December 13, 2019, 2:55

US Senate Panel Seeks Missing Russia, WikiLeaks-Related Documents From Kushner

US Senate Panel Seeks Missing Russia, WikiLeaks-Related Documents From Kushner

A lawyer representing President Donald Trump’s son-in-law Jared Kushner has been given a November 27 deadline to produce documents related to Kushner’s Russia-related communications during the 2016 US presidential campaign and transition.

WASHINGTON (Sputnik) — According to a letter from Senate Judiciary Committee Chairman Chuck Grassley and Ranking Democrat Senator Dianne Feinstein, a lawyer who represents Donald Trump’s son-in-law Jared Kushner has been given a November 27 deadline to produce documents related to Kushner’s Russia-related communications during the 2016 US presidential campaign and transition.

The letter addressed to attorney Abbe Lowell of the Norton Rose Fullbright law firm in Washington, DC, seeks several documents that are “known to exist” but were not provided by Kushner in three earlier requests.

“For example, other parties have produced September 2016 email communications to Mr. Kushner concerning WikiLeaks, which Mr. Kushner then forwarded to another campaign official,” the letter stated on Thursday. “Likewise, other parties have produced documents concerning a ‘Russian backdoor overture and dinner invite,’ which Mr. Kushner also forwarded.”

In addition, the letter requests copies of transcripts of Kushner’s testimony to other congressional committees that are also investigating links between Trump aides and Russia.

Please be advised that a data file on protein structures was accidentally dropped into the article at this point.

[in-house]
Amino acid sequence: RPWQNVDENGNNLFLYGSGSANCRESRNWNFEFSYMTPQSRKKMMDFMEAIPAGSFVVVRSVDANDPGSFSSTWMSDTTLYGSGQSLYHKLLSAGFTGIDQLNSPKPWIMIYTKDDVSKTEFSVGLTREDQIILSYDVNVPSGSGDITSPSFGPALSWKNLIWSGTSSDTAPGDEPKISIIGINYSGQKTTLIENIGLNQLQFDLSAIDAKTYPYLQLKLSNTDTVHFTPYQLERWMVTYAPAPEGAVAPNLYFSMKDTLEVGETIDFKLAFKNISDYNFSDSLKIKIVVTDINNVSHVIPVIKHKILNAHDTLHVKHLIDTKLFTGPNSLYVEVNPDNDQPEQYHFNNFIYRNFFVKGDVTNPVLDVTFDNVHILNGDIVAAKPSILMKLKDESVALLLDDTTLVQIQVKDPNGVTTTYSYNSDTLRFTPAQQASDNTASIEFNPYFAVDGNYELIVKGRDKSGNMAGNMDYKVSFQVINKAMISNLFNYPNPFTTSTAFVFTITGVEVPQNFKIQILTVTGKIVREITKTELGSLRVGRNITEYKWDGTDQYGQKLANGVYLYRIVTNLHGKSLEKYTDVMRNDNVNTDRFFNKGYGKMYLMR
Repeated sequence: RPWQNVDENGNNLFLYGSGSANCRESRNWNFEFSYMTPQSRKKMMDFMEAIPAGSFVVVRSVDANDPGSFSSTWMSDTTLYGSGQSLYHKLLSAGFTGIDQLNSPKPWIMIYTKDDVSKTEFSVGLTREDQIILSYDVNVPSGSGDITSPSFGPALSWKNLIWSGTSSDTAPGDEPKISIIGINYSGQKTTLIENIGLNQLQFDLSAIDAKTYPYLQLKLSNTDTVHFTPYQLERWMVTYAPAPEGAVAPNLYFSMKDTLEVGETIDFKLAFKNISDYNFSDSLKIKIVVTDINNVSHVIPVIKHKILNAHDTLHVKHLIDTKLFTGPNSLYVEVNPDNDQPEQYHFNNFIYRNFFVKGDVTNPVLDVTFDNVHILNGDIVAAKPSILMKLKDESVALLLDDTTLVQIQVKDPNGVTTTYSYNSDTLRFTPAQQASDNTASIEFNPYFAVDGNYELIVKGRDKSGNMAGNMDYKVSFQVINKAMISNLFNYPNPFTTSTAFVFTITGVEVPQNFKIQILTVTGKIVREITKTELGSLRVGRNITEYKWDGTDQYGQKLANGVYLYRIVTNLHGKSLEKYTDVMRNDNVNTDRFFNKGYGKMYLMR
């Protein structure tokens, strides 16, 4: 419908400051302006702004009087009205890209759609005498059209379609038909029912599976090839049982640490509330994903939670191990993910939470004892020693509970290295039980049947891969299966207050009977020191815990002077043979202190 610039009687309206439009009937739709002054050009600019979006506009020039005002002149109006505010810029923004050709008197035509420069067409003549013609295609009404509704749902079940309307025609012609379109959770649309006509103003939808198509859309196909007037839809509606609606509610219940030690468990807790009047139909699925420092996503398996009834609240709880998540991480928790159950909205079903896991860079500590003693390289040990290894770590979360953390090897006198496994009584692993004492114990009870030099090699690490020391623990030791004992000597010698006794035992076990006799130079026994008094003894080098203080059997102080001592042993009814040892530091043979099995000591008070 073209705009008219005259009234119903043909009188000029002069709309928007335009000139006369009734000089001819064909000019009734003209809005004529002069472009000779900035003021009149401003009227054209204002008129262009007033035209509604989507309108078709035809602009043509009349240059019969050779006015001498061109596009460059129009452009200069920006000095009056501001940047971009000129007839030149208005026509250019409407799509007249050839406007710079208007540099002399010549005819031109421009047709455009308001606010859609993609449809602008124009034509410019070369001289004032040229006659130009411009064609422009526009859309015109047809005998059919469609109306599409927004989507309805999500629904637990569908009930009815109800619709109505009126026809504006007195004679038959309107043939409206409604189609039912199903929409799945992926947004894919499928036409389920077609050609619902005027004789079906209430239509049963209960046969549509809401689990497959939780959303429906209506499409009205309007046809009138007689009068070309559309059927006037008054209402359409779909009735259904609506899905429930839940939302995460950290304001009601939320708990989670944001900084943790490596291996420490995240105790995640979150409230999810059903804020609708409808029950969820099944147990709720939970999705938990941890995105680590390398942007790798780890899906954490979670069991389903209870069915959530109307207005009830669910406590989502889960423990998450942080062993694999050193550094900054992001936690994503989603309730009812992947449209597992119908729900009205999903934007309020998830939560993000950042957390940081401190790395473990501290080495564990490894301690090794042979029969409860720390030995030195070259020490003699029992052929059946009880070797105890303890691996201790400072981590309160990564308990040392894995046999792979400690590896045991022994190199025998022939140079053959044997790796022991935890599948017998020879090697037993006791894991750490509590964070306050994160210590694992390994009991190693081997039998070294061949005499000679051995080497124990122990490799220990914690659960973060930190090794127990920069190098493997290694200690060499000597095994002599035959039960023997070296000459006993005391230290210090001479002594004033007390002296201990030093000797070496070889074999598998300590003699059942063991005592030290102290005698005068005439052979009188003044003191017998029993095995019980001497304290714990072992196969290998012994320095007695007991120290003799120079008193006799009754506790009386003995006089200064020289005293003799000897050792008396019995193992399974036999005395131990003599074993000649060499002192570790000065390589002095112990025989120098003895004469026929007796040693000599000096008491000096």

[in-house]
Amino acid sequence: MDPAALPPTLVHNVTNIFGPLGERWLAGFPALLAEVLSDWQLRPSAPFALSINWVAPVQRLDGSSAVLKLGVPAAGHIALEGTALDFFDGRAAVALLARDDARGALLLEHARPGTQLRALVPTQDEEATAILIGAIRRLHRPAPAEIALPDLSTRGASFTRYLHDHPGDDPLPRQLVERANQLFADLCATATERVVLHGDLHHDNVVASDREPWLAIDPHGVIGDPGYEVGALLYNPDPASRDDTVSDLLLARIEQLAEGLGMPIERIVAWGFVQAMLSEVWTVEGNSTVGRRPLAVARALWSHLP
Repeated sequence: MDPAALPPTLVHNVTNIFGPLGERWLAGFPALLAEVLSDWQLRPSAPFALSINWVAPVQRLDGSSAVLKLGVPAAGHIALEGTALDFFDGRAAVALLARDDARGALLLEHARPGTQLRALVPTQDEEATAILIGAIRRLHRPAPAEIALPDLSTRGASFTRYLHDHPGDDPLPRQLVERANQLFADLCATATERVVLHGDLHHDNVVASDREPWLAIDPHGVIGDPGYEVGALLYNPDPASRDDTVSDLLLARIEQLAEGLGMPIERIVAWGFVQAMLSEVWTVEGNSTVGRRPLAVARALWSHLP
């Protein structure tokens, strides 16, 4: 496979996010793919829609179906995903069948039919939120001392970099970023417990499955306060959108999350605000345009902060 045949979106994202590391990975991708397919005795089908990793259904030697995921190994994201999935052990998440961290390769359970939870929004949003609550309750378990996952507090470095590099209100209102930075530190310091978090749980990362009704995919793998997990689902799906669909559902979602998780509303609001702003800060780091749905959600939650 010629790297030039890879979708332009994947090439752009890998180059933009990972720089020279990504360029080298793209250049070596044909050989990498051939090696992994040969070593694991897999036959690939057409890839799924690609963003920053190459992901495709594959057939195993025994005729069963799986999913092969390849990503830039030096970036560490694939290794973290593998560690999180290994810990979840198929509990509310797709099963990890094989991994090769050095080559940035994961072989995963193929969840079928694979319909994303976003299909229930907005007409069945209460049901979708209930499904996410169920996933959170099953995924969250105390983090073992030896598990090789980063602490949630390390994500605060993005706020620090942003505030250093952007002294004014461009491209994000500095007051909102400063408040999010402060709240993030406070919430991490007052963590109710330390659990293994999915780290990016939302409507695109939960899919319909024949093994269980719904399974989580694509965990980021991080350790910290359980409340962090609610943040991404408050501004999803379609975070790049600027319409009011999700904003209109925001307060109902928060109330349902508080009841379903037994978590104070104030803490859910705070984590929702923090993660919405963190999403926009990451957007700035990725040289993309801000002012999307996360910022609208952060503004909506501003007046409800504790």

The letter seeks copies of communications between Kushner and former White House Chief of Staff Michael Flynn that contain any of 26 words, most of which are names or terms associated with congressional investigations of purported Russian meddling in the 2016 US presidential election. Russia denies the allegations.

The Flynn list includes: “Putin,” “Lavrov,” “Gazprom,” “Ukraine,” “Turkey,” “Guccifer,”  “Rosneft,” “sanctions” and “WikiLeaks.”

The letter requests a copy of a questionnaire apparently filled out in Kushner’s application for a security clearance, a document that Kushner previously declined to provide to the Judiciary Committee.

“With regard to your claim that the documents are confidential, while the Privacy Act limits the government’s authority to release the information provided to it, there is no restriction on your client’s ability to provide that information to Congress,” the letter said.

The letter also accepted an earlier offer from Kushner to review un-redacted versions of the requested documents at the law firm’s offices. It concluded with a request to produce all requested documents no later than November 27, 2017.

Source: sputniknews.com

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